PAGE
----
Since its inception, Notts Alumni has provided an interesting look at the careers of renowned football players who have at some point worn the black and white stripes of Notts County.
Sometimes they’ve covered professionals who began or flourished at Meadow Lane and are currently still active (Kelvin Wilson, Kasper Schmeichel). Other examples regard veteran players who are in their professional twilights or even semi-retired (Mike Edwards), recent retirees (Mark Draper, Michael Johnson) or even legends from yesteryear (Tony Hateley, Raddy Avramovic, Les Bradd).
Today's piece is provided for you with a heavy heart, because it relates to a former Notts player who is sadly no longer with us.
Richard Butcher was born on the 22nd January 1981 in Northampton, and came through the youth ranks of his local club Northampton Town.
Though he was promoted to the senior team in 1999, the manager who originally put him forward, Ian Atkins, was dismissed and replaced with Kevin Wilson early on in Butcher’s maiden season. The new head coach never picked him, and so the young midfielder left without making a single appearance.
Staying in Northamptonshire, he signed for Brian Talbot’s Rushden and Diamonds, then of the Football Conference, but again, didn’t get a game, and so moved clubs again, this time to Kettering Town of the Southern League.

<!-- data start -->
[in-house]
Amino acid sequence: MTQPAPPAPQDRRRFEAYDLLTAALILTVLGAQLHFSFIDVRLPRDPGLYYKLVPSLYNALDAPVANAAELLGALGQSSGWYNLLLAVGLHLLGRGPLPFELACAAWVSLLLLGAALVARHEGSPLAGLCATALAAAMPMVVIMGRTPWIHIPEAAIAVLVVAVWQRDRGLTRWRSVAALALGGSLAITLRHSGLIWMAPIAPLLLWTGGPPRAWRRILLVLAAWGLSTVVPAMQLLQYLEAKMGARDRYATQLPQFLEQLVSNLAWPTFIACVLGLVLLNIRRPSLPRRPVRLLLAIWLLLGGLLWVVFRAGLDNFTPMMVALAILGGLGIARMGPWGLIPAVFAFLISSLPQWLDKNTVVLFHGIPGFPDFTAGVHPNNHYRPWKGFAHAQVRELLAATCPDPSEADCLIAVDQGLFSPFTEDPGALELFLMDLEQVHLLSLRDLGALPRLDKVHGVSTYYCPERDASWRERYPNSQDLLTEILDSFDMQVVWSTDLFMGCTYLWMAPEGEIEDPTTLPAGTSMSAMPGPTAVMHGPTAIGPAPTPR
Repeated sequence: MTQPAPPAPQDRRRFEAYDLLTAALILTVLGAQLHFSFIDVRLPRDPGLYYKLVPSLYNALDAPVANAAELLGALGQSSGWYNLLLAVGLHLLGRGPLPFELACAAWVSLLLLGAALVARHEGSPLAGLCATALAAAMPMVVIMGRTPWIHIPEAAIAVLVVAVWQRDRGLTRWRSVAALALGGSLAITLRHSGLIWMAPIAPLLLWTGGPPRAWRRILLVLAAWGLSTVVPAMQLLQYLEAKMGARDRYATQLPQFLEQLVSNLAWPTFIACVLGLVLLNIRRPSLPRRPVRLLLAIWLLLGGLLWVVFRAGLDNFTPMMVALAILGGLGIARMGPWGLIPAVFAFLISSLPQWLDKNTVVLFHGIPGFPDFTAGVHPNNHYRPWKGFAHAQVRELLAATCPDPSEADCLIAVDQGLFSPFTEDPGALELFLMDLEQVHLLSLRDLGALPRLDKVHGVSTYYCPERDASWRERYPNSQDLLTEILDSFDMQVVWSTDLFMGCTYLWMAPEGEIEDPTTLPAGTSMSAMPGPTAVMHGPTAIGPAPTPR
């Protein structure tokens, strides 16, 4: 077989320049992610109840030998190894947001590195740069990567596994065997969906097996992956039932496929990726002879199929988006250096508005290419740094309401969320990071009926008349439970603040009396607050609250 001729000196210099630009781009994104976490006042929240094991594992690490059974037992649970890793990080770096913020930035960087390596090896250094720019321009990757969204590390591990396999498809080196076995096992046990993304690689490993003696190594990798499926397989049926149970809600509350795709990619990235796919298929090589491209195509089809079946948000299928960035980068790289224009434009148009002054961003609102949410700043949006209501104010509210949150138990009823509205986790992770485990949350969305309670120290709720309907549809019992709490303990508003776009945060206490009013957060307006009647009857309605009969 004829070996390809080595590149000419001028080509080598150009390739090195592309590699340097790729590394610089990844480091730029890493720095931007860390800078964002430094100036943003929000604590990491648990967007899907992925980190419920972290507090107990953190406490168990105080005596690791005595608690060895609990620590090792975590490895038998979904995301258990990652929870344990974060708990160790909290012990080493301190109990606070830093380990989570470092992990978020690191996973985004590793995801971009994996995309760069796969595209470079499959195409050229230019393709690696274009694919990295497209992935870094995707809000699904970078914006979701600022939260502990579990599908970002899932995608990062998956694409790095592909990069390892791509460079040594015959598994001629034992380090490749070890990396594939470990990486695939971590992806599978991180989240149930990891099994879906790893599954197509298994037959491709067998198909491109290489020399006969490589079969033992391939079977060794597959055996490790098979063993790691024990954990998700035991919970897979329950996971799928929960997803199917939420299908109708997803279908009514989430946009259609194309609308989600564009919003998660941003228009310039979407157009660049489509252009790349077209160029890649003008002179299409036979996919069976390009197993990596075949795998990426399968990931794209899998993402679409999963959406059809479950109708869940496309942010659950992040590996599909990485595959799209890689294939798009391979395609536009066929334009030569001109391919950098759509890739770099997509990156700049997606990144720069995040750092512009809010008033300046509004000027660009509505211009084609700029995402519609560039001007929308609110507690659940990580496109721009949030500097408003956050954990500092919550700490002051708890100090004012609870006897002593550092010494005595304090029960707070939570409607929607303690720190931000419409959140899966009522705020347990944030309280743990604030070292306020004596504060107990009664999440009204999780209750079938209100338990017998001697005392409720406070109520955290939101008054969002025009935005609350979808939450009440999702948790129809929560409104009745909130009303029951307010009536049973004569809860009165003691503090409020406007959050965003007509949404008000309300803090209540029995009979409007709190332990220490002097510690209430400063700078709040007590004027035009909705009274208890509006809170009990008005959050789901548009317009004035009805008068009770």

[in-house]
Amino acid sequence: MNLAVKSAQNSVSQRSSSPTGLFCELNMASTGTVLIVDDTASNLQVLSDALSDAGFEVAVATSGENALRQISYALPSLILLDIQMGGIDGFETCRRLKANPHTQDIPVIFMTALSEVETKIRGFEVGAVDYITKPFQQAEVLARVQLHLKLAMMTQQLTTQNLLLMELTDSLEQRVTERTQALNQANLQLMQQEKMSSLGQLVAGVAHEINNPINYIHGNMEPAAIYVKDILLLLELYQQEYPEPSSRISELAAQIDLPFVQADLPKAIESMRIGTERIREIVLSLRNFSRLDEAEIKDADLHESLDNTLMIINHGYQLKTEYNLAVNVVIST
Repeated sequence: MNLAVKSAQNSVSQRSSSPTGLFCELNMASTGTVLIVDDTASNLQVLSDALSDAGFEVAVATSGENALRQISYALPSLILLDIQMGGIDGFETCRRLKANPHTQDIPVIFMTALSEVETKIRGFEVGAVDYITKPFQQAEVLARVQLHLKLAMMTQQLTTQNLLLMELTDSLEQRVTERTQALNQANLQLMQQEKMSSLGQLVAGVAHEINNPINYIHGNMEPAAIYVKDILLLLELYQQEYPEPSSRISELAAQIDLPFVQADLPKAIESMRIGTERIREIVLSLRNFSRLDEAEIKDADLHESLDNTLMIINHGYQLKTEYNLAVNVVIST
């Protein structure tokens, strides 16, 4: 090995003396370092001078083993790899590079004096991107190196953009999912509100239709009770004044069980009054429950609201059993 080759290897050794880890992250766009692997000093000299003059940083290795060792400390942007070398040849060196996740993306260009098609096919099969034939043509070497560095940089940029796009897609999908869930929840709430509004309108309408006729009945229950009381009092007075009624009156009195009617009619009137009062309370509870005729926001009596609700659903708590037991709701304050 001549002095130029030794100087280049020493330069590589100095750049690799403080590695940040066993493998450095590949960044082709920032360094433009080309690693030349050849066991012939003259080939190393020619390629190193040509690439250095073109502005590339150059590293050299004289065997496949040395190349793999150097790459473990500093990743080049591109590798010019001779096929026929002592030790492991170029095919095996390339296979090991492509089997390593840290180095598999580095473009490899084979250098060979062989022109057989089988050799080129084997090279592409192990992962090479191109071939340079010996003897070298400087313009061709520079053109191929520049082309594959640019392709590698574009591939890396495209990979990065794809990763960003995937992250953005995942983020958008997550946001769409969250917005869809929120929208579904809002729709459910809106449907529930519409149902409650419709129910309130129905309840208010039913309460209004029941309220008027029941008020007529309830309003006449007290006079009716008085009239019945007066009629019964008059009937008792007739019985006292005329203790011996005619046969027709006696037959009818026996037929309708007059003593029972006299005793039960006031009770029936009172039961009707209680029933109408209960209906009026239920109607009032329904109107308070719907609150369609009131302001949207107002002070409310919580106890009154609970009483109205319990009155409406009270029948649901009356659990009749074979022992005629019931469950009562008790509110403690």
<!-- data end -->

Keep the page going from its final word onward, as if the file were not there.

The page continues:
Finally, he was gifted regular first-team football with the Poppies, who had been relegated from the Conference the season prior, and helped them back into the highest level of non-league football thanks to his 13 goals in 44 appearances, a great tally for a midfielder.
His next move was a year later to fourth-tier Lincoln City, joining up with Keith Alexander’s Imps in November 2002. He helped the club reach three successive play-offs between 2003 and 2005, but sadly, Lincoln weren’t able to make the step up to the Second Division. All in all, Butcher made 104 appearances for the Midlands club, scoring a modest 11 goals in that time.
Despite the Imps not being promoted, Butcher made the step up the leagues anyway, as he signed for third-tier Oldham Athletic. His time with the Latics was mixed, playing the majority of games in the 2005-06 season, but being sent on loan for a month back to Lincoln City, and leaving the Greater Manchester club at the end of the season.
He reunited with Keith Alexander at Peterborough United; again, he played part in most of the team’s games in 2006-07 (43), and again he left after only one season.
Then came his spell with Notts County. Snapped up by Ian McParland at the start of the 2007-08 season, the club had just come off a relatively decent season, finishing in 13th place in League Two and claiming three League Cup scalps in Crystal Palace, Middlesbrough and Southampton, and were looking to build on this after very nearly going extinct.
As it was, the next two years would prove to be the most testing of the club’s history from a footballing point of view. They survived the 2007-08 and 2008-09 seasons by the skin of their teeth. However, Butch was a shining light in a pit of darkness. He was a great leader, physical and commanding, knew how to control the game, and helped out in defence.